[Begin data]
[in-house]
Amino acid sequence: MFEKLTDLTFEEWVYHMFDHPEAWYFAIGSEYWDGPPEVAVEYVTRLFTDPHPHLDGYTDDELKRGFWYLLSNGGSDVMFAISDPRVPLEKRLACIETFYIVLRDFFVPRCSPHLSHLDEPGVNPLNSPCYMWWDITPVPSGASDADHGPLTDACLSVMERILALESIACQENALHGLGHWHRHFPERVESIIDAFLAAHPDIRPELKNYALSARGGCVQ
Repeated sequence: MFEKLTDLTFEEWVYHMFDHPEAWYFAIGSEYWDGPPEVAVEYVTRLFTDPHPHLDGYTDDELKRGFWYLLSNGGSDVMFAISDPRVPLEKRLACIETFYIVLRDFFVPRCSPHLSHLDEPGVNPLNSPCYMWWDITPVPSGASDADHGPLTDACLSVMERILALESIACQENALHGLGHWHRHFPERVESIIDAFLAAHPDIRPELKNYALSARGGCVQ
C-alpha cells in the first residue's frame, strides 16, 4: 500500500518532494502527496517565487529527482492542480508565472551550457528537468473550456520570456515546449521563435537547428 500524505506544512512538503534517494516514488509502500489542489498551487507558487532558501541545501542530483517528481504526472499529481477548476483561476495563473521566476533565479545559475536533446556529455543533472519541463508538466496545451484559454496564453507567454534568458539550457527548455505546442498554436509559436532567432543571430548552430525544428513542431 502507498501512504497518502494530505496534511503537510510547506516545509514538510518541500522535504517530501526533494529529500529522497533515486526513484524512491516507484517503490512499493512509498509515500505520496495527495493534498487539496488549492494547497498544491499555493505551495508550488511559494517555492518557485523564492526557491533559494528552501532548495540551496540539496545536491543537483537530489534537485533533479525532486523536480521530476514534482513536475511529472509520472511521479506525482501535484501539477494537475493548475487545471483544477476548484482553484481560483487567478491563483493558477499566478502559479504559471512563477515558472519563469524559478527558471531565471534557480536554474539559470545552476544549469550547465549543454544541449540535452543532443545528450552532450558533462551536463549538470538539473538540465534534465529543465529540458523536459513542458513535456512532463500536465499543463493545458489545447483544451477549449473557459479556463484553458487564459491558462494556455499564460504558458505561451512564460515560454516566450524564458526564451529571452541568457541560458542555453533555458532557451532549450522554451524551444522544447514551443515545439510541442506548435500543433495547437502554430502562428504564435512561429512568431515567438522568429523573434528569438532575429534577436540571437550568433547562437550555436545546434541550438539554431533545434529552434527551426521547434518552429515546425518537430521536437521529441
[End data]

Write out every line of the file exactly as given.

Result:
[in-house]
Amino acid sequence: MFEKLTDLTFEEWVYHMFDHPEAWYFAIGSEYWDGPPEVAVEYVTRLFTDPHPHLDGYTDDELKRGFWYLLSNGGSDVMFAISDPRVPLEKRLACIETFYIVLRDFFVPRCSPHLSHLDEPGVNPLNSPCYMWWDITPVPSGASDADHGPLTDACLSVMERILALESIACQENALHGLGHWHRHFPERVESIIDAFLAAHPDIRPELKNYALSARGGCVQ
Repeated sequence: MFEKLTDLTFEEWVYHMFDHPEAWYFAIGSEYWDGPPEVAVEYVTRLFTDPHPHLDGYTDDELKRGFWYLLSNGGSDVMFAISDPRVPLEKRLACIETFYIVLRDFFVPRCSPHLSHLDEPGVNPLNSPCYMWWDITPVPSGASDADHGPLTDACLSVMERILALESIACQENALHGLGHWHRHFPERVESIIDAFLAAHPDIRPELKNYALSARGGCVQ
C-alpha cells in the first residue's frame, strides 16, 4: 500500500518532494502527496517565487529527482492542480508565472551550457528537468473550456520570456515546449521563435537547428 500524505506544512512538503534517494516514488509502500489542489498551487507558487532558501541545501542530483517528481504526472499529481477548476483561476495563473521566476533565479545559475536533446556529455543533472519541463508538466496545451484559454496564453507567454534568458539550457527548455505546442498554436509559436532567432543571430548552430525544428513542431 502507498501512504497518502494530505496534511503537510510547506516545509514538510518541500522535504517530501526533494529529500529522497533515486526513484524512491516507484517503490512499493512509498509515500505520496495527495493534498487539496488549492494547497498544491499555493505551495508550488511559494517555492518557485523564492526557491533559494528552501532548495540551496540539496545536491543537483537530489534537485533533479525532486523536480521530476514534482513536475511529472509520472511521479506525482501535484501539477494537475493548475487545471483544477476548484482553484481560483487567478491563483493558477499566478502559479504559471512563477515558472519563469524559478527558471531565471534557480536554474539559470545552476544549469550547465549543454544541449540535452543532443545528450552532450558533462551536463549538470538539473538540465534534465529543465529540458523536459513542458513535456512532463500536465499543463493545458489545447483544451477549449473557459479556463484553458487564459491558462494556455499564460504558458505561451512564460515560454516566450524564458526564451529571452541568457541560458542555453533555458532557451532549450522554451524551444522544447514551443515545439510541442506548435500543433495547437502554430502562428504564435512561429512568431515567438522568429523573434528569438532575429534577436540571437550568433547562437550555436545546434541550438539554431533545434529552434527551426521547434518552429515546425518537430521536437521529441